Do you like ancient monuments, temples and learn about new cultures? Then there is probably no better place in the world than Myanmar, a country that opened its borders in 2012 to the western world. The Republic of Myanmar (formerly known as Burma) is the youngest country in Southeast Asia. The westernmost country of Indochina is located on the peninsula of India's back along the Bay of Bengal. It borders Bangladesh, India, China, Laos and Thailand. Since 2005, it is its new capital, Neipyijto. Burma is a Buddhist country, with less than 90% of the population reporting this religion. The official currency is the buzz, but some hotels and local travel agencies accept US dollars.
They call Myanmar the gate between India, China, and southeast Asia. In country's largest city - Yangon - you quickly realize why it is so. There, influences of all cultures of the region meet as well as people - Indians, Chinese, Burmese... Let's quickly see the center and the suburbs of the city.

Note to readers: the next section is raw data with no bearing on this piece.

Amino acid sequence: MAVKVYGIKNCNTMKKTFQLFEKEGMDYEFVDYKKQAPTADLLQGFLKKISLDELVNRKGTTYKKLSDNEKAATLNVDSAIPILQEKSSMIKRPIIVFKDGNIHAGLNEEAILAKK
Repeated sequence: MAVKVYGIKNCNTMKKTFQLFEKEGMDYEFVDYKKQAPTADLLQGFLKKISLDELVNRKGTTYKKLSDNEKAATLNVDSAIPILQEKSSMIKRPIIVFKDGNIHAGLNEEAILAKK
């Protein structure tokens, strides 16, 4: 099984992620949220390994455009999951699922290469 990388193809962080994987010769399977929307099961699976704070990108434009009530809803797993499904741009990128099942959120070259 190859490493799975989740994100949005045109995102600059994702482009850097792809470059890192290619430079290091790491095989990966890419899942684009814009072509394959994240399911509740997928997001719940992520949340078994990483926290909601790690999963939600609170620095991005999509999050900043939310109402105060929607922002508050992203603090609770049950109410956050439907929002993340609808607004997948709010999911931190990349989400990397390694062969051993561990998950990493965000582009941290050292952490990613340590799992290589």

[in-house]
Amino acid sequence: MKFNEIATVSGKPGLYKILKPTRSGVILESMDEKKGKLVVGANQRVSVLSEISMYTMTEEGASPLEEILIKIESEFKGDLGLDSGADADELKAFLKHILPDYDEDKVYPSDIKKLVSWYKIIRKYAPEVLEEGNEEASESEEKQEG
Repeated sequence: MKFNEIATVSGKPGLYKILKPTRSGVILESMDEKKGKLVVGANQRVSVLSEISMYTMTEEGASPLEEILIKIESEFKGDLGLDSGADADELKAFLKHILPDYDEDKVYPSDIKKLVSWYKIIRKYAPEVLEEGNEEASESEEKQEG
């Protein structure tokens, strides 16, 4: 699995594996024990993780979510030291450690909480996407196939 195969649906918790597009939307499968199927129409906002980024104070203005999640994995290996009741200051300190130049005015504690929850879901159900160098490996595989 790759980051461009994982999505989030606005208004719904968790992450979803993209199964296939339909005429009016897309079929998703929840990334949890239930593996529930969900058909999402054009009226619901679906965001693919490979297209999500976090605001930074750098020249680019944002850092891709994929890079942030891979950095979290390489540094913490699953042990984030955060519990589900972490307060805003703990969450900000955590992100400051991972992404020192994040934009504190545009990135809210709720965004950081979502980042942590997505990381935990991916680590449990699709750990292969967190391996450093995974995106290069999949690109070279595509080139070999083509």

Burma's second largest city sometimes gives you the feeling as it doesn't fint into the country. To be honest, I loved it more than any other city in the country yet it was unimpressive at first. Let's make a quick look at the city.
One of the most popular place in Myanmar is Inle Lake. There are couple of interesting things about it. First, there are traditional fishermen. But also, there are unique floating gardens, and many villages built on water - on lake, or the river streaming from the lake.
Southeast Asia is booming. Thailand, Vietnam, Malaysia are in some respects much more developed than we here in central Europe. However, should you like to experience the "true", unglobalized Asia then travel to Myanmar, Cambodia or - as we in this short video - to Myanmar, the country you might know as Burma.